The bill frees judges from some of the federal sentencing guidelines that have dictated prison terms for many offenders, particularly those convicted of drug-related crimes, and focuses on ways to ease them back into society when they are released from prison in order to reduce recidivism rates. It has become something of a passion project for Kushner, who has focused on racial disparities in sentencing and touted the bill as a remedy. Conservative critics, including Sen. Tom Cotton (R., Ark.), have argued that the legislation will put criminals back on the streets — and said Republicans will pay a price for that at the polls.
On Monday evening Kushner took to Fox for a rare television appearance of his own. On Hannity’s 9pm show, which attracted well over three million viewers — most of them loyal Trump supporters — Kushner described the “amazing bipartisan coalition” that had joined ranks around the bill. “Hopefully we’ll be able to have a big bi-partisan celebration before Christmas,” he added.
Hannity, in turn, described Trump’s decision in June to commute the sentence of Alice Marie Johnson, who had been imprisoned for a drug-trafficking offense, as “one of the greatest moments in the president’s history.”
“I will consider confirming or denying whether I have ever had contact, or perhaps no contact, with a potential source, as soon as Politico reveals any and all sources including anonymous sources to me. Merry Christmas!!” Hannity told POLITICO. Carlson and Ingraham did not respond to a request for comment.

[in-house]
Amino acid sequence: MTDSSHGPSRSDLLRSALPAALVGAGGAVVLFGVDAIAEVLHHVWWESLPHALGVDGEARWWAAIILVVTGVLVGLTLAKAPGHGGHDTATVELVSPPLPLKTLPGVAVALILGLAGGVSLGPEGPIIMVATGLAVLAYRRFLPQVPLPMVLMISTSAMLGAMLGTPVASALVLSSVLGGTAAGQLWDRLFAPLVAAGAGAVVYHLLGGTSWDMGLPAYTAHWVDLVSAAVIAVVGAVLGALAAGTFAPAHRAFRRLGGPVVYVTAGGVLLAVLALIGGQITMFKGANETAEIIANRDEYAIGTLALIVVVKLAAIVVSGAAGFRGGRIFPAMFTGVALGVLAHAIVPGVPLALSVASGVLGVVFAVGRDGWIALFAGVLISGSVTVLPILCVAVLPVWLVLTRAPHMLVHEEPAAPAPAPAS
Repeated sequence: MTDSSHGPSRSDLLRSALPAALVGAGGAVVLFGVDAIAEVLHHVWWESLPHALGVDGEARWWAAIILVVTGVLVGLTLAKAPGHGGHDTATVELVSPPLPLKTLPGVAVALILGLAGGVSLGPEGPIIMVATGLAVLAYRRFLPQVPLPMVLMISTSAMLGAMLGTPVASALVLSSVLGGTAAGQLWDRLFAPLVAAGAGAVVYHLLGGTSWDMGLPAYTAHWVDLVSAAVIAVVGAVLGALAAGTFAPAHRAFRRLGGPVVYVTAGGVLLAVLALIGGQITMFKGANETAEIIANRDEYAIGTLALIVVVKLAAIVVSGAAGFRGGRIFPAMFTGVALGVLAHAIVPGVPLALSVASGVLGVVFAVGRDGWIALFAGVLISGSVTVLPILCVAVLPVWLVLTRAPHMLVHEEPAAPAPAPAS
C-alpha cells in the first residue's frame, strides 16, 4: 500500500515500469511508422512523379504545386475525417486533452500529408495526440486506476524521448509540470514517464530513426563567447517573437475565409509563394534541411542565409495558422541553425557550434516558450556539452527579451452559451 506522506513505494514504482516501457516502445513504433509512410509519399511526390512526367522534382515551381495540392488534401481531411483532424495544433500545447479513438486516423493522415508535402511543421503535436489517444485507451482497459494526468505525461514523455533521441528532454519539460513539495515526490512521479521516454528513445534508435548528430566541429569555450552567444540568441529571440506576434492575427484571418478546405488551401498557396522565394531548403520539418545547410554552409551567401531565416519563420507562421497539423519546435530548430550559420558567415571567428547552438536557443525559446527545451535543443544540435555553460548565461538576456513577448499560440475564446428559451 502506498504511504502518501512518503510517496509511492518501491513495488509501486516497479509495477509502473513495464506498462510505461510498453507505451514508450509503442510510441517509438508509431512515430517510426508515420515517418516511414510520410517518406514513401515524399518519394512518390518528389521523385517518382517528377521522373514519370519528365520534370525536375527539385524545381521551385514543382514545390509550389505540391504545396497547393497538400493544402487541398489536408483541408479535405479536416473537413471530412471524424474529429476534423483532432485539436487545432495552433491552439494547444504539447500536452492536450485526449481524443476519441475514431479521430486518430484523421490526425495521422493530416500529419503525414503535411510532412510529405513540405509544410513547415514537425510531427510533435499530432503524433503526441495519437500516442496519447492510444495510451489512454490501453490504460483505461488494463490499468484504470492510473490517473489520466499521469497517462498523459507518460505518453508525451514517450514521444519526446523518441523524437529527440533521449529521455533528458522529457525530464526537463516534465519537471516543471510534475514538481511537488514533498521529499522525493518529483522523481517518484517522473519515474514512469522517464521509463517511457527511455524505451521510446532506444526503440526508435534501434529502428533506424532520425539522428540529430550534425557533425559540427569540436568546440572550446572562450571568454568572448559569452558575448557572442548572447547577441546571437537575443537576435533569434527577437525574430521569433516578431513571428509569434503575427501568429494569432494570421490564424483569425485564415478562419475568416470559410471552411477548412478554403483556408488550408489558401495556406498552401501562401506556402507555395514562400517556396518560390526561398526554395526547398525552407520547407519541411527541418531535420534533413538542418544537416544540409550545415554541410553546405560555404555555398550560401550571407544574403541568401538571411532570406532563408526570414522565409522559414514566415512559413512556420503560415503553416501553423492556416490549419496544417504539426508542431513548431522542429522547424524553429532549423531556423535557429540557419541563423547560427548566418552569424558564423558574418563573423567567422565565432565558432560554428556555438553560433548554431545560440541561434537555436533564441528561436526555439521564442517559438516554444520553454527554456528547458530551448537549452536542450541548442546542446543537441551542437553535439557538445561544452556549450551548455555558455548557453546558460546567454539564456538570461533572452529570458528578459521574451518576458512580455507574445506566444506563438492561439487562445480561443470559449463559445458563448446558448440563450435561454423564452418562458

Kushner’s overtures have gone beyond Fox News. He has also spoken privately with conservative talk radio host Hugh Hewitt, according to a source familiar with the conversation. Hewitt had been an initial skeptic of the bill, saying on his radio show and on Twitter that he objected to several of the bill’s provisions, including that it would make Fentanyl dealers eligible for reduced sentences.
On Wednesday, Hewitt’s position softened after the bill was modified to bar Fentanyl traffickers from receiving credit for time spent behind bars while awaiting trial. “The draft legislation is improving,” Hewitt wrote on Twitter. He declined to comment for this article.
Kushner’s overtures to Republican lawmakers have been as aggressive as his effort to win over members of conservative media. Their praise for him is particularly noteworthy given the White House’s often tense relationship with Capitol Hill, where even Trump allies have expressed exasperation at the fleeting attention Trump often devotes to policy matters and his tendency to flip flop on issues.
Kushner stepped up his efforts behind the bill this fall, when it became clear that more Senate GOP support was needed before McConnell — who insisted on majority support within his conference and an assured 65 votes on the Senate floor — would bring it to a vote.
Sen. Bill Cassidy (R-La.) became one of the latest co-sponsors of the bill after several talks with Kushner, starting six months ago when the bill’s chances looked dim. The two men privately discussed expanding literacy programs in the legislation during conversations in which Kushner used a light touch over pressure.
“He was very sympathetic. He said whether I support it or not, he thought it should be part of the bill,” Cassidy said.
Kushner also spoke directly with Sen. Steve Daines (R-Mont.) about the bill’s treatment of methamphetamine dealers. That conversation led to harsher punishments for those dealers, he said. Daines recently became one of the bill’s most recent GOP supporters.
Kushner’s outreach has not been universal. Sen. Mike Rounds (R-S.D.) is leaning against the bill, worried that too many categories of violent criminals will be released early. “I’ve still got some concerns,” he said in an interview. Kushner has not called him, he added.
Senate Majority Whip John Cornyn (R-Texas), who has been quietly working to make the legislation more palatable to conservatives, has spoken to Kushner frequently in recent weeks. They’ve been trading phone calls and texts as they work to get the bill to the finish line: It now appears likely to pass early next week.
“The best word I could use to describe Jared is relentless,” Cornyn told POLITICO on Thursday. “He’s been pretty aggressive.”